Alzheimers New Zealand
November 15, 2001
Alzheimer’s Medication A Human Rights Issue
A coalition of interest groups met in Wellington this week to discuss working collectively on the human rights issue of
Government subsidisation for anti-Alzheimer’s medication.
Elizabeth Chesterman, National Director of Alzheimers New Zealand and facilitator of the coalition group said that,
“Although each group represents a special interest, a common objective is the fundamental human right for New Zealanders
to be provided with ‘best care’.”
Members of the coalition include Alzheimers New Zealand, Greypower, Age Concern, Parkinson’s New Zealand, The New
Zealand Faculty of Psychiatry of Old Age and The Memory Clinic, Waitemata Health.
There are currently around 38,000 people in New Zealand suffering from Dementia and with an aging population the numbers
are expected to double in the next 20 years.
“Access to medication affects some 100,000 New Zealanders because it impacts not only the people coping with the disease
but their family members, friends and caregivers as well. And it is this collective voice that is speaking out for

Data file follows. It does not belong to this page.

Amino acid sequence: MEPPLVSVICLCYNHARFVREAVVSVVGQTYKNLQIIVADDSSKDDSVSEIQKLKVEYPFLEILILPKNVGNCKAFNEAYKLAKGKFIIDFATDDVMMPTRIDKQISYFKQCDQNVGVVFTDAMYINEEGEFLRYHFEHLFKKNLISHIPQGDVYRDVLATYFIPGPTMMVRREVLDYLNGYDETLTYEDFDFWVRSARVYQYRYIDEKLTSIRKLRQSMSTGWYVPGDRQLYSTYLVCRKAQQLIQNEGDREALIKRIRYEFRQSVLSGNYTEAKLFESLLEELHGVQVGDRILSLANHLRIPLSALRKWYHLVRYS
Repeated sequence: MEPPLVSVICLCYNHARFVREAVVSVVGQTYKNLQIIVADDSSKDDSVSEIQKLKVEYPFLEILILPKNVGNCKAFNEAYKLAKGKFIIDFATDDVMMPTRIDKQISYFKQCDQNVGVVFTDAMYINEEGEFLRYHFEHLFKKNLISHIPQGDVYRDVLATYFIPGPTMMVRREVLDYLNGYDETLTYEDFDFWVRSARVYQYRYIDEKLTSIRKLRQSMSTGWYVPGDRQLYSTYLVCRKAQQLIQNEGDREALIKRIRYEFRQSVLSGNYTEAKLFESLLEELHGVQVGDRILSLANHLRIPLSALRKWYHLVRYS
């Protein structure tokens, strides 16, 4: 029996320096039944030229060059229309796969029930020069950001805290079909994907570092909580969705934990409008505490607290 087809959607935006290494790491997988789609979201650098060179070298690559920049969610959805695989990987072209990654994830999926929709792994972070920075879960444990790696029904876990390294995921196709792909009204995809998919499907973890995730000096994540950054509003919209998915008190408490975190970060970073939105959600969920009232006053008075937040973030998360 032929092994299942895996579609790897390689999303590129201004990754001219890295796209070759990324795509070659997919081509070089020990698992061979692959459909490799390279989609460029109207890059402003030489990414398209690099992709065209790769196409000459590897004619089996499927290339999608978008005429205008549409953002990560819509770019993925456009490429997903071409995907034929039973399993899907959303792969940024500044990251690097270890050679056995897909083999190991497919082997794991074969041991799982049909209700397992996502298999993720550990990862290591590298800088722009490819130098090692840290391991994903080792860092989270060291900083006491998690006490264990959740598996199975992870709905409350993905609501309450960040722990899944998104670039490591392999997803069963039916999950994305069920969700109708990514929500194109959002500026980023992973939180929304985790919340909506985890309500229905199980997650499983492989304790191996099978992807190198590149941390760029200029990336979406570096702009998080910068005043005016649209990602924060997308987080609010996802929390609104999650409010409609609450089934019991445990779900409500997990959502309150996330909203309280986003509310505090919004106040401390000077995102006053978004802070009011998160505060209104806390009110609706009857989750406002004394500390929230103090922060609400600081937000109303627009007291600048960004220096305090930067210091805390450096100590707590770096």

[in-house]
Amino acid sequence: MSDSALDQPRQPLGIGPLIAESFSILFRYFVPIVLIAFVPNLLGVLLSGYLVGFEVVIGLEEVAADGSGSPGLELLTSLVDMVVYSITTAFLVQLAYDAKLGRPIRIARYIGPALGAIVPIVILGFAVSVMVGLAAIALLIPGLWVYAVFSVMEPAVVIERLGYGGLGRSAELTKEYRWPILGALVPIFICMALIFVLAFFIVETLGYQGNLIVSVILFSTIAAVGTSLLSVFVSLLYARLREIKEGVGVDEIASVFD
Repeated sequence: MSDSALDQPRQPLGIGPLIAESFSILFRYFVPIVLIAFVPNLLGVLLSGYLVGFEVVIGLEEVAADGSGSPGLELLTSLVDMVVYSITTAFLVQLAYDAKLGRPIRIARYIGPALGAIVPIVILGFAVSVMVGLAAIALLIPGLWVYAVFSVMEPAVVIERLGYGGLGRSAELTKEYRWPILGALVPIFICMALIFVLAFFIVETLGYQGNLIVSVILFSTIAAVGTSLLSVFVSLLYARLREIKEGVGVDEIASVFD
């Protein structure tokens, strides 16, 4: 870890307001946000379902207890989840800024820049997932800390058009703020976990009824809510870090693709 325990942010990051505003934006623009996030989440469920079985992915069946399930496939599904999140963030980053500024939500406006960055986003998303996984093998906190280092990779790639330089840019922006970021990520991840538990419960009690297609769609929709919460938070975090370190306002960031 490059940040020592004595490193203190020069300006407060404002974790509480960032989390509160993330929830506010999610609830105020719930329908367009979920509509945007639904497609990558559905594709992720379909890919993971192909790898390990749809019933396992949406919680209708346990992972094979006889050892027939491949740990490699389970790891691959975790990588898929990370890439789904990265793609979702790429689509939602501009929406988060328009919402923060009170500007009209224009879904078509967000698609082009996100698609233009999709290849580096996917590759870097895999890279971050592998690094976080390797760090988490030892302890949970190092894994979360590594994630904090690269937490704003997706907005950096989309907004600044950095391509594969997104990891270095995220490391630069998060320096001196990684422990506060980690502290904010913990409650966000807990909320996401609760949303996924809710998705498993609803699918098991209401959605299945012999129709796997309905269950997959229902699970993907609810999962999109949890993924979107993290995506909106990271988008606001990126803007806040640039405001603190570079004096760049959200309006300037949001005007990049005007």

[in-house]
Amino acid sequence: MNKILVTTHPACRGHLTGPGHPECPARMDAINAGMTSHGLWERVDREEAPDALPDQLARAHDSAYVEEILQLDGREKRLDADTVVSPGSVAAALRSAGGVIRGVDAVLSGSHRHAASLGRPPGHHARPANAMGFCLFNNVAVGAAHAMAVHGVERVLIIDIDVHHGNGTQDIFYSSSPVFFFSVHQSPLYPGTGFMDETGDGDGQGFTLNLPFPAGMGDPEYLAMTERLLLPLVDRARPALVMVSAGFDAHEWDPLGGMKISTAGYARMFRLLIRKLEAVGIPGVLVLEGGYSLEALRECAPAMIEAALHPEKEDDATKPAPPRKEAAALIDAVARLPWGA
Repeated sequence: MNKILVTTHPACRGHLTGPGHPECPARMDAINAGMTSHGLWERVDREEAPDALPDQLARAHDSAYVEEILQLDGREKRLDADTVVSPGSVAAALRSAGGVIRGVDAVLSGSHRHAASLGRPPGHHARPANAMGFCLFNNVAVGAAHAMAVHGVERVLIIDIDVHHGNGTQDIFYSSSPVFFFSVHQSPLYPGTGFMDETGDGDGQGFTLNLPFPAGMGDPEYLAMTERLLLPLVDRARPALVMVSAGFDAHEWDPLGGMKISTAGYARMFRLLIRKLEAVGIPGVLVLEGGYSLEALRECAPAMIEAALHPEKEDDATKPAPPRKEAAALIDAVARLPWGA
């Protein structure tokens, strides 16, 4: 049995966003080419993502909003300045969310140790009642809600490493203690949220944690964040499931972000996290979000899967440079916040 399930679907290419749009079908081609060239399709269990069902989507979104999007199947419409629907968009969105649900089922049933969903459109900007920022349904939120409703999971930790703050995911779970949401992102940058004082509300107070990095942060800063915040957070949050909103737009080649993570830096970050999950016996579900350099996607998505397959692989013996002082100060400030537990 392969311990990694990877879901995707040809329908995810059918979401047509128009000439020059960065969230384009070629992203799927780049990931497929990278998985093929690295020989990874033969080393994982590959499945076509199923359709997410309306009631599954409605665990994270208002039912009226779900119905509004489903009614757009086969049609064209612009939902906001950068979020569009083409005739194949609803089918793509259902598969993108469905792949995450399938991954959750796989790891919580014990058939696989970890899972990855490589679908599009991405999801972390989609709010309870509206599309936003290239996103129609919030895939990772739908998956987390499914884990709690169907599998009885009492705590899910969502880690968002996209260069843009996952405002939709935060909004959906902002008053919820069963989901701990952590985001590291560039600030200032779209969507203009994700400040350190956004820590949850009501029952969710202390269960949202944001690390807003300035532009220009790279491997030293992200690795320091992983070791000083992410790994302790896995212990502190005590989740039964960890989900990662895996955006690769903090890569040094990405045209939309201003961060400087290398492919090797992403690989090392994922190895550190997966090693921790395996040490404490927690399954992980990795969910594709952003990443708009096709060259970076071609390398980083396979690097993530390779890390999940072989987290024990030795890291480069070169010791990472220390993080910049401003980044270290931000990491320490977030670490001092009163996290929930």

subsidisation and quality of life,” said Elizabeth Chesterman.
“Treatment gives many people extra and precious time together. That is all this coalition group is asking – the
opportunity for New Zealanders to have access to treatment that may delay the onset of the disease to give them quality
Studies have shown several advantages associated with the drugs, which in some cases can delay the progression of the
disease for up to three years.
The cost of medication is around $260 a month per patient - a substantial amount for people with limited incomes
Alzheimer New Zealand notes. However the cost of subsidising this medication is nominal when compared with the huge cost
of rest home and other means of extended community care.
Alzheimers New Zealand is increasingly aware of the growing number of people with Alzheimer’s and their families
speaking out on the difficulties they are facing in obtaining and funding the medication they required.
Immediately following the coalition meeting, Alzheimer New Zealand started to receive calls from other special interest
groups such as the Arthritis Foundation, pledging support.
“This is the first time I am aware of a variety of special interest groups working together on a single issue and it
demonstrates how strong the call is for the human right for access to Alzheimer medication.”
The coalition group is set to meet again, in Wellington, on December 11th to determine strategies and a plan of action.
For further information contact:
Alzheimer New Zealand
(03) 365 1590
(025) 226 0322